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FROM THIS EPISODE

GM and Chrysler may be on the verge of bankruptcy, but auto sales are declining so fast the entire industry is in trouble. We assess the prospects for its survival and what the future might look like. Also, Capitol Hill outraged at AIG, and Pakistan confronts instability amid hopes for democratic reform.


Banner image: A tow truck driver loads a Four Runner onto his truck at Superior Toyota of Oakland February 25, 2009 in Oakland, California. In business for just over a month, the 200,000-square-foot mega dealership, unexpectedly shut its doors yesterday throwing about 100 employees out of work. Photo: Justin Sullivan/Getty Images

Reporter's Notebook Can Pakistan Sustain a Two-Party State? 8 MIN, 30 SEC

Guests:
Najam Sethi, Friday Times and Daily Times (@najam_sethi)

Main Topic Car Sales Drive off the Proverbial Cliff 34 MIN, 28 SEC

President Obama’s automobile task force is in Michigan this week to assess the so-called “viability plans” of Chrysler and General Motors. The task force already has determined not to recall the $17 billion in government loans approved by the Bush Administration, and have emphasized that bankruptcy is not their preferred option.  But their final decisions won’t be made until end of this month. Meanwhile, auto sales are in free fall, especially among the gasoline-saving hybrids beloved by politicians who want the industry to turn “green.” How important is the price of gas? How difficult is getting a loan? Are car sales tied to housing? We talk with the world’s biggest Ford dealer and others about the present and future of the automobile. What would “an intelligent transportation system” look like?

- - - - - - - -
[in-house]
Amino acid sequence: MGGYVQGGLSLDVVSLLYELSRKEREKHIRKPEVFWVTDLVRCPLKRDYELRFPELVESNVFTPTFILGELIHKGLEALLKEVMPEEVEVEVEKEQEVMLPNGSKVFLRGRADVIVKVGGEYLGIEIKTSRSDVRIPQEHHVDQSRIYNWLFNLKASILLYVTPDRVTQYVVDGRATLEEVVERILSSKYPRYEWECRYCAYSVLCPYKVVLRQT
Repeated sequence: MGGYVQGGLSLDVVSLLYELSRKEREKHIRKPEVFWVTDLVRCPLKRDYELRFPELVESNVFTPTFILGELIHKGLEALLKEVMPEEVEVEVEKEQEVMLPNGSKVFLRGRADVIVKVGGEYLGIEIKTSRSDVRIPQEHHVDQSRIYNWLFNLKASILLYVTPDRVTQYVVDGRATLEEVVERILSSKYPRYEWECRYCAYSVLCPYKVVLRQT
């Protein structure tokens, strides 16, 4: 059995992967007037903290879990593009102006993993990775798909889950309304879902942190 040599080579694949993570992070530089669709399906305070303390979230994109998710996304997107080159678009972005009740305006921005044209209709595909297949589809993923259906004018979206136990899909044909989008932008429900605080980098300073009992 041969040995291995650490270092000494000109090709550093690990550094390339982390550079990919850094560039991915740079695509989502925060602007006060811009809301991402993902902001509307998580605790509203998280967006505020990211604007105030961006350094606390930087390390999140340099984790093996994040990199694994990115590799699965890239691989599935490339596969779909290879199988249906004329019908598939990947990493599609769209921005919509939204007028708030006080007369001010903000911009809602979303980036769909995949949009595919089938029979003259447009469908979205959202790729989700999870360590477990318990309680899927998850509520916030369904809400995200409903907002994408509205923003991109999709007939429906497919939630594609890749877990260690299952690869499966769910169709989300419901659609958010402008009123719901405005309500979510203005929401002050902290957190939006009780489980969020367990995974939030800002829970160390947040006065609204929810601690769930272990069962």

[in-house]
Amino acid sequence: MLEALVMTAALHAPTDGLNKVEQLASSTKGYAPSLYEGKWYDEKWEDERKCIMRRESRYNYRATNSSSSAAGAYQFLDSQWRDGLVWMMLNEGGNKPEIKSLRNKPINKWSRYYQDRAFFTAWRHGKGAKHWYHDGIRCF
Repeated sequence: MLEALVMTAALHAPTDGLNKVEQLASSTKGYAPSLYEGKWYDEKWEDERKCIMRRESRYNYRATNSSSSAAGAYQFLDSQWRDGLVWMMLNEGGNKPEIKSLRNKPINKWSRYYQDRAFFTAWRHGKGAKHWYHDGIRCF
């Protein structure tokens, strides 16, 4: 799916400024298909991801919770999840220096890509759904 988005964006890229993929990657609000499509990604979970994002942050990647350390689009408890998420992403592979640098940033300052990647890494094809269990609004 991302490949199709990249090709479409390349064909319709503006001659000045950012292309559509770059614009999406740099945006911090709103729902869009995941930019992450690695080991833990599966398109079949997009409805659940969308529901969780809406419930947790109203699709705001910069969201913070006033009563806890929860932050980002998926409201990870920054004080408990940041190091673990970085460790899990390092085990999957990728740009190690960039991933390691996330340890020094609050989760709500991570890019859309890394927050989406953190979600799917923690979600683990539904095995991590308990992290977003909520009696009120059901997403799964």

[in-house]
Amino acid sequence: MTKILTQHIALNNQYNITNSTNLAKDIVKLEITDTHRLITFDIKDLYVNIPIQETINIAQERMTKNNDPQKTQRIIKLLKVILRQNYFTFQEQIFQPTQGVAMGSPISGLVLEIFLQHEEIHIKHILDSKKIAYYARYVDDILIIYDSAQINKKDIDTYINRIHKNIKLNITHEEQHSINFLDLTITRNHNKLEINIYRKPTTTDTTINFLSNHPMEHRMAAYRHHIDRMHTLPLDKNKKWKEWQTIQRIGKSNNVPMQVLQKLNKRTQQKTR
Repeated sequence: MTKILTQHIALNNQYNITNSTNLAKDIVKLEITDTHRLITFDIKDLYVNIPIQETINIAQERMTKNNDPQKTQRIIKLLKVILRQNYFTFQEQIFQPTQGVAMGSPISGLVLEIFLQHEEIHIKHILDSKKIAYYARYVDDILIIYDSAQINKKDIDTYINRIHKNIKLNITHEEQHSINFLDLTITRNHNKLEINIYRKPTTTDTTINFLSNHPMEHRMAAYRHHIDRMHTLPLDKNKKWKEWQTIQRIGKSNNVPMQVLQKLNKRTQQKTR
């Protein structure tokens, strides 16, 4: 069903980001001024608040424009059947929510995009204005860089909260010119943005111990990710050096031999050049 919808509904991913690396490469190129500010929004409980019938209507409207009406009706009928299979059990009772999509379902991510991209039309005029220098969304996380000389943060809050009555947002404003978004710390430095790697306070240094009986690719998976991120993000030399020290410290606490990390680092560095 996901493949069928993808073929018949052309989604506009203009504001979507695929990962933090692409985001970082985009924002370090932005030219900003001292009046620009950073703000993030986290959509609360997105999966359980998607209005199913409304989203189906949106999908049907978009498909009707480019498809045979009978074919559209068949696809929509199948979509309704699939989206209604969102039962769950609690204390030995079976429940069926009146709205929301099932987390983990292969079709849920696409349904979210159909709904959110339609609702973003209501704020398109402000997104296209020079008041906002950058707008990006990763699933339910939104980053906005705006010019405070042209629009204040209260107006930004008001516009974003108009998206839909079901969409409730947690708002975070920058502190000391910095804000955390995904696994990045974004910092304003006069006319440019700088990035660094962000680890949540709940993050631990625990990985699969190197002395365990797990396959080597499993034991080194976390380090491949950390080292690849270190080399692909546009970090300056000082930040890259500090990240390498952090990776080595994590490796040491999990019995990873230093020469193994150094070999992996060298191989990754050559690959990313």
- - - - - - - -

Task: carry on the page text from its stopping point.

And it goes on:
Guests:
John Stoll, Reporter, Wall Street Journal
Wes Brown, Consumer Analyst, Iceology
Peter De Lorenzo, AutoExtremist.com (@Autoextremist)
Bill Reinert, National Manager, Toyota's Advanced Technology Group
Bert Boeckmann, Owner, Galpin Ford

Making News AIG Outrage Runneth Over on Capitol Hill 5 MIN, 54 SEC

The failed American Insurance Group paid 73 executives bonuses of a million dollars or more, eleven of whom are not with the company any more. Today, Democrats began writing bills to require that $165 million in bonuses, paid for with taxpayer dollars, be returned. Michael Kranish is based in Washington for the Boston Globe.

Guests:
Michael Kranish, Boston Globe (@globekranish)

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